Abstract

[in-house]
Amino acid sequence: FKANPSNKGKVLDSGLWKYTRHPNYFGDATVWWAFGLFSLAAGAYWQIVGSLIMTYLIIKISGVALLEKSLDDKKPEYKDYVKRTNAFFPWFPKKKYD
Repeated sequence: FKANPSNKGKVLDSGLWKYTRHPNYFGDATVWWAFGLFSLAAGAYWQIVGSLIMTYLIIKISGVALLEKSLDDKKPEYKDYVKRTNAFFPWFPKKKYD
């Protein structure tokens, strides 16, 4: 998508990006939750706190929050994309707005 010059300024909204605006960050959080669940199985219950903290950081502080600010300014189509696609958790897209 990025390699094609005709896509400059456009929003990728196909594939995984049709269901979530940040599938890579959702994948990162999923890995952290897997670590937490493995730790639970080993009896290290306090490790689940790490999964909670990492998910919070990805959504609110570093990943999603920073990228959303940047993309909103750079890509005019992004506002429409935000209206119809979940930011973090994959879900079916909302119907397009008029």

The issue of translating the Greek term οἱ ᾽Ιουδαῖοι in the Fourth Gospel has occasioned considerable concern from English-speaking scholars in recent years. This article examines some of the most prominent translation options taken by Johannine scholars. Using modern translation theory and the literary theories of Mikhail Bakhtin, this article argues that the recent history of the translation of οἱ ᾽Ιουδαῖοι is linked to the ideological concern of scholars either to demonstrate or to refute the presence of anti-Judaism in the Gospel. Demonstrating that the rhetoric of the Gospel is monologic in the Bakhtinian sense, this article questions the ability of some “dynamic equivalence” translation options to account for the ways in which the Gospel rhetoric shapes its largely negative portrayal of the Jews in the narrative.

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